problems. The latest show to follow this
wholly worn trend is CBS's "Love Mon-
key," which, despite its lame setup, might
actually turn out to be a great show dis-
guised as run-of-the-mill, network debris.
Tom (Thomas Cavanaugh, "Ed") is in
the music business (nice change here -
fashion, sports and movies have all been
done before, highly original, major props
... ), and apparently has the golden ear. He
discovers a James Franco-lookin' kid who
may be the next John Mayer, but just as he
moves in on a deal, he makes the mistake
of going off on a "School of Rock"-esque
soliloquy about his love for music during
a meeting and finds himself fired by the

"We're like 'Friends.' Just with more guys. And fewer viewers."

big, bad record executive. Jobless and on
the outs with his girlfriend, Tom turns to
his four friends for support, learning that
life goes on, and so must he.
If "Love Monkey" is a comedy, it's not
a very good one because it's just not that
funny. But it does function reasonably
well as something above a sitcom. It has
an undeniably sweet undertow, like Cava-
naugh's "Ed," which renders the show
likable even though its typical plotline is
almost unbearably bland. Another thing
the show has going for it is the absence
of a laugh track, which allows for more
thoughtful dialogue rather than just inane

punchlines. Its hourlong timeslot also
makes it a bit less superficial in execution,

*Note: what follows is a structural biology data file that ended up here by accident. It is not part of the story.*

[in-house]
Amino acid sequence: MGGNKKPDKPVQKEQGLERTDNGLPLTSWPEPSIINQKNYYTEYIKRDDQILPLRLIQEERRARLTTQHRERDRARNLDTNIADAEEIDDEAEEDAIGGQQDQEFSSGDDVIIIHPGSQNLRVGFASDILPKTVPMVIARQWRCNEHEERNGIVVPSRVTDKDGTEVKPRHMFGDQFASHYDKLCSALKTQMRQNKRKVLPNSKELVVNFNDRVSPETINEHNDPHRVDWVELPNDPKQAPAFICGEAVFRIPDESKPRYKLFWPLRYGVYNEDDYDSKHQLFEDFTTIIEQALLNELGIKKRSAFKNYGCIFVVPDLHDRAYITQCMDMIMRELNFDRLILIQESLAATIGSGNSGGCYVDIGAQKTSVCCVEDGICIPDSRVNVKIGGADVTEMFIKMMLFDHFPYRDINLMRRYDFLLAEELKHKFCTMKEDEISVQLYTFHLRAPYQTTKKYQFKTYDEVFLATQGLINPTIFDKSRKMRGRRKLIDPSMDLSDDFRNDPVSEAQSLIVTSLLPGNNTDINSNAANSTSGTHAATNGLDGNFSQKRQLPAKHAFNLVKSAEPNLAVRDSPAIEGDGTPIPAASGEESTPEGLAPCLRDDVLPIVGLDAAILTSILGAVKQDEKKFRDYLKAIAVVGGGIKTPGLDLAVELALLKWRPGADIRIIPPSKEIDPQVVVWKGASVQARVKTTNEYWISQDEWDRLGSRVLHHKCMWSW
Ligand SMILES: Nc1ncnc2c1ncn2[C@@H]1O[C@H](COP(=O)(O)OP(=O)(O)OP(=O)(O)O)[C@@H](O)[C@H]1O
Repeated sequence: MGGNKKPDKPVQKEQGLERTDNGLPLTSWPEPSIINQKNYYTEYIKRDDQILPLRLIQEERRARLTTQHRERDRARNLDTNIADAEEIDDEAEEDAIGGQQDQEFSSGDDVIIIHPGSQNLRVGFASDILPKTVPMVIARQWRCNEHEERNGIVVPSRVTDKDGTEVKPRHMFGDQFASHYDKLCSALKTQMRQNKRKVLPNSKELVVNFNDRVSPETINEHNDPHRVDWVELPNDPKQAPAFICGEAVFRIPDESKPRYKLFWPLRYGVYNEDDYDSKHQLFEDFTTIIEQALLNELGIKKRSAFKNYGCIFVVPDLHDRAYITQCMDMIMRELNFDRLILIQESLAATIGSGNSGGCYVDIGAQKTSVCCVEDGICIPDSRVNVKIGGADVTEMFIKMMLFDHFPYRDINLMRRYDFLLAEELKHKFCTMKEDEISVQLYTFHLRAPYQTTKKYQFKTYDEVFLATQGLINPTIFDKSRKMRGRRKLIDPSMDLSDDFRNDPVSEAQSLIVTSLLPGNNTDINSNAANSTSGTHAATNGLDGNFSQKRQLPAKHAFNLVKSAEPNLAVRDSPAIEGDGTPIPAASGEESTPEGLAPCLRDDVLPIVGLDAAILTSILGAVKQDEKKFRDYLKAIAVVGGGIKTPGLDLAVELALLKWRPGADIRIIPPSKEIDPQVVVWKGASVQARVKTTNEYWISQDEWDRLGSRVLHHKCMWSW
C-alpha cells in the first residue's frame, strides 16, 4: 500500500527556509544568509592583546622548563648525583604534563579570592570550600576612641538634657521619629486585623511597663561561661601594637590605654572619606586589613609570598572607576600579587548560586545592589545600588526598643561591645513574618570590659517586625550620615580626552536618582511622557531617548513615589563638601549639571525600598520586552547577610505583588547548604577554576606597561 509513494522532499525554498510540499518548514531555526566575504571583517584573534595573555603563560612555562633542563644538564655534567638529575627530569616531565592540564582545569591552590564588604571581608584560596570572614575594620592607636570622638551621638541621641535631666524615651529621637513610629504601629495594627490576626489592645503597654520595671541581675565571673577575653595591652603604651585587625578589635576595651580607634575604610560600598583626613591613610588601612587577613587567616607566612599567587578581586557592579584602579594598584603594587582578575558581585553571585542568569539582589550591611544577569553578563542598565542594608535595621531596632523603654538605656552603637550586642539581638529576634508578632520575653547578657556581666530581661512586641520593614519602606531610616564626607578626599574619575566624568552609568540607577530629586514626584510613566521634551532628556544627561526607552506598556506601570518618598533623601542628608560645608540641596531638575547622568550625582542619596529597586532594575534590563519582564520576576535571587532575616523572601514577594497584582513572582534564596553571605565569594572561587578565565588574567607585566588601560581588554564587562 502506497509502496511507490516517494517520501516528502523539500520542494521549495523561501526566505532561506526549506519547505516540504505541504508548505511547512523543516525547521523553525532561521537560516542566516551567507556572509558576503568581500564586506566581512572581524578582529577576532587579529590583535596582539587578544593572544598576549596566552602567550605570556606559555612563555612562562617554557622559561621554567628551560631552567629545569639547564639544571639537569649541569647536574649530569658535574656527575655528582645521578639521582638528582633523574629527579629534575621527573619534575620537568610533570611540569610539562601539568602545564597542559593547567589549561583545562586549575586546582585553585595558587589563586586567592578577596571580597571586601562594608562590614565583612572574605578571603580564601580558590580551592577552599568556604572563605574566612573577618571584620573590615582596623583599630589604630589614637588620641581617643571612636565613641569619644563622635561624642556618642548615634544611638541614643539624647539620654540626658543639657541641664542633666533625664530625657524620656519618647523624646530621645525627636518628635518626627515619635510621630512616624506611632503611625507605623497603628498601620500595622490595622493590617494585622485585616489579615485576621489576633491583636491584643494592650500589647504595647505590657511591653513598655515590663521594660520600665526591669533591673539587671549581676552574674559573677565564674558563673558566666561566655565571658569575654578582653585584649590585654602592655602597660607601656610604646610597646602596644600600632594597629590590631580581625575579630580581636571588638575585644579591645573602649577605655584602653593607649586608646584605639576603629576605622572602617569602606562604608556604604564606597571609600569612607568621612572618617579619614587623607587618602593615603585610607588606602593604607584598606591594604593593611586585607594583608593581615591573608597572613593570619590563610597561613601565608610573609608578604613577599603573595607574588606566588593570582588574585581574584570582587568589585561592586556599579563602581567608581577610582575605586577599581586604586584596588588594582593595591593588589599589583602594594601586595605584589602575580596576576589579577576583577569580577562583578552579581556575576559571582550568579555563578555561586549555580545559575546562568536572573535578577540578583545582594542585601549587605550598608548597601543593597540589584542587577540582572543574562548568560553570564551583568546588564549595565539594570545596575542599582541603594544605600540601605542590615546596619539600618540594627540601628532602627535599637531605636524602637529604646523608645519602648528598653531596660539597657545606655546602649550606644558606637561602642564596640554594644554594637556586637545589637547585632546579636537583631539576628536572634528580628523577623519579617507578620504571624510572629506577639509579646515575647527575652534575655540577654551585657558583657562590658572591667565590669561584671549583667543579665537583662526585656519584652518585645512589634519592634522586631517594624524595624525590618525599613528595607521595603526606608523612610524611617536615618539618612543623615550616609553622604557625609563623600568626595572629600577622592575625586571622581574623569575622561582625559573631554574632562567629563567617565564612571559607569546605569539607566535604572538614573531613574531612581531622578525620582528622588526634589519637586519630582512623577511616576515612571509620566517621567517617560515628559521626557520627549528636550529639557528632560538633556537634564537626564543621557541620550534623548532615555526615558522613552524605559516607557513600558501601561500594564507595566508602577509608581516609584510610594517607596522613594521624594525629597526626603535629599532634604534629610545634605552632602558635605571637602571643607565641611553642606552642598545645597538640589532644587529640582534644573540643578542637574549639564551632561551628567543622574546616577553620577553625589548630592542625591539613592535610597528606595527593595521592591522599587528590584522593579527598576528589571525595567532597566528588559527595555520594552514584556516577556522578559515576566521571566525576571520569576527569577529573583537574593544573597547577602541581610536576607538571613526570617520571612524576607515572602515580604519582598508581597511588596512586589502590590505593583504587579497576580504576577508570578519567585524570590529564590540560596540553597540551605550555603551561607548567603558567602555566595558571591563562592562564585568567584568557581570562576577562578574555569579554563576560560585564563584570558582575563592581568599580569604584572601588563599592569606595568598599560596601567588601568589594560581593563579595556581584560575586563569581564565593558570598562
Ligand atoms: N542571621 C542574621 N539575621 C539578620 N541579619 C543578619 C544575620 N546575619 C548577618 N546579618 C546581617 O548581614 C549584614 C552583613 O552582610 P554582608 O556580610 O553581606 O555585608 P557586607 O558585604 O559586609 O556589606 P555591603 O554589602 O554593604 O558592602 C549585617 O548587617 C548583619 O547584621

even with its often frivolous narrative.
It's just not easy to pass judgement on a
show like "Love Monkey" without seeing
more of it. Certainly, its pilot wasn't as bot-
tom-feeding as was NBC's "Four Kings,"
a sitcom with a similarly mundane setup.
Still, the possibility of the show deteriorat-
ing into just another "Friends" knockoff
looms large, even after two solid episodes.
Should it remain a semi-drama and not go
too far for laughs, however, "Love Mon-
key" could well evolve into one of the bet-
ter shows to debut this year.

its almost excruciating long-windedness, somehow
manages to transcend its limitations.
"The New World" is actually not a story of new-
found lands, their people or the outside explorers;
rather, it's more an amalgamation of all these told
through the eyes of three historical names: Captain
John Smith, Pocahontas and John Rolfe. The story
should be familiar to audiences - the love of John